Since Torah teaches us about the origin of God, sin, and Man; about what is Good?; how to be human, be good family and community members, and how to make right laws, the Torah instructs us in a “Culture of godliness.” It teaches us how to be like God. I liked that.

    —I guess I should ask–is that how students of Torah are taught to think of Torah?

  11. Gaea Singer

    How interesting, the definition of ‘Sin’ in Christian cultures is explained as “missing the mark”. We are off the target of God’s Torah instructions!

    1. Dr. Eli Lizorkin-Eyzenberg

      it is interesting indeed.

    2. Louie Modling

      1 John 3:4 says, “Sin is lawlessness”; meaning sin is breaking Torah. Sin is described as “missing the mark” because of the Mission of Yeshua HaMashiach for His first appearance on earth. The mission for his first coming was and is “to destroy lawlessness” and the mission for his second appearance is to bring salvation. See Hebrews 9:28. So many times I was taught in church that Jesus came to bring us salvation, when he really came to teach us how to be lawful, how to obey His laws (which is “to destroy lawlessness”).

  12. Luis R. Santos

    I have heard your explanation of “Torah being to hit the mark” repeated before. I would like to add something that I read some time ago (sorry source long forgotten since I didn’t note it).

    Hebrew word for rain has the same root, the throwing of water as well as the word arrow. The emphasis is on “throw”.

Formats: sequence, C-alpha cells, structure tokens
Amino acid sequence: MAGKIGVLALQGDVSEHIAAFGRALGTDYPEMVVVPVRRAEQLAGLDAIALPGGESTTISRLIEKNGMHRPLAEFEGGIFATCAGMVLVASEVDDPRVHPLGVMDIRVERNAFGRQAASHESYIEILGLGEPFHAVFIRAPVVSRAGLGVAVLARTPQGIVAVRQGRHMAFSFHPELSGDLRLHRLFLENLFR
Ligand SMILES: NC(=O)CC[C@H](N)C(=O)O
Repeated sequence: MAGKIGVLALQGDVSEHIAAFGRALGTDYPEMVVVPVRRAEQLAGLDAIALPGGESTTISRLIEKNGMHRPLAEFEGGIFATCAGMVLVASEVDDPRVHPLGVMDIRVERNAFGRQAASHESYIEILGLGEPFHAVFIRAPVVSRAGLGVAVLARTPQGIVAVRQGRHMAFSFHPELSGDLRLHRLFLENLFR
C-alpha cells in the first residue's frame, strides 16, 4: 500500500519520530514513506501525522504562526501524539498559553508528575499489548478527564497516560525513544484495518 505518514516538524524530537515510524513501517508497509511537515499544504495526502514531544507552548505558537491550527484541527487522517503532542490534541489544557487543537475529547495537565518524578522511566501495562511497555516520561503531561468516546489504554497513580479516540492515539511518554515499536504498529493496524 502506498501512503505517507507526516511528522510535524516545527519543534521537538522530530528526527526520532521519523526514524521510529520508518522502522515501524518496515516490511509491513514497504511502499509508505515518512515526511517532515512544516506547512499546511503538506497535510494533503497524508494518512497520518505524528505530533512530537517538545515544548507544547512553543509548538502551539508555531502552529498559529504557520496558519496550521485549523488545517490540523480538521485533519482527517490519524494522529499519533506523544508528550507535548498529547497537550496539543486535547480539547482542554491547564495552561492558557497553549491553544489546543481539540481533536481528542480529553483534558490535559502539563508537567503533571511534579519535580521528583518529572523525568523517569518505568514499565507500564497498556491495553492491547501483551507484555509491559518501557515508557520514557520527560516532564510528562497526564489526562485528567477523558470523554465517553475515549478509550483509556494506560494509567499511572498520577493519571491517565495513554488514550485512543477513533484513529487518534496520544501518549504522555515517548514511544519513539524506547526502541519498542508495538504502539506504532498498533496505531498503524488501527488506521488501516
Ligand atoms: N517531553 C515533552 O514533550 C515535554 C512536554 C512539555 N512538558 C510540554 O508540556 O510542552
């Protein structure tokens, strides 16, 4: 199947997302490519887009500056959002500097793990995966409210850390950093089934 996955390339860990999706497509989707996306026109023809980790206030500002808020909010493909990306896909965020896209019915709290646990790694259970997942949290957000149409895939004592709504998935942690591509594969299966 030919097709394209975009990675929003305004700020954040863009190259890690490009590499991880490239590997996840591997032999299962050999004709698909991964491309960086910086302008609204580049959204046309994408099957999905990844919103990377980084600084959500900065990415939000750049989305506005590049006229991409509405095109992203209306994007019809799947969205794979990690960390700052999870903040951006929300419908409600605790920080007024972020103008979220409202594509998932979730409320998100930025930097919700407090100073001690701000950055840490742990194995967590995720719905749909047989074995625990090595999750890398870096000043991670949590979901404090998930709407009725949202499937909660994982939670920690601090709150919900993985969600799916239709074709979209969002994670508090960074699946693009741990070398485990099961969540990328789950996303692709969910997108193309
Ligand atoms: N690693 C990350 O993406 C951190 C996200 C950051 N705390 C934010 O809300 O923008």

Torah can mean instruction, teaching & direction by the actions of the teacher (also same root) of throwing of the hand to point the way. Walking in the Way is synonymous with Torah observance.

    1. Dr. Eli Lizorkin-Eyzenberg

      Luis, welcome to our group and thanks for writing and sharing. Dr. Eli

      1. Luis R. Santos

        Thank you Dr. E. Is there a Hebrew/Jewish source for interpreting Torah as hitting the mark or sin as missing the mark? Or does it come to Christianity via the Greek ans English translations that followed?

        1. Dr. Eli Lizorkin-Eyzenberg

          I don’t think Christians have interpreted Torah as I did in the post. I think they interpreted sin as that. So, I think what we have here is the missing side of the half that Christians did not grasp well. (this is said with all respect). Dr. Eli

      2. Luis R. Santos

        BTW, next time your following falls short, please post some more of your daughter’s poems. It will boost participation.

        1. Dr. Eli Lizorkin-Eyzenberg

          Absolutly!!!!:-)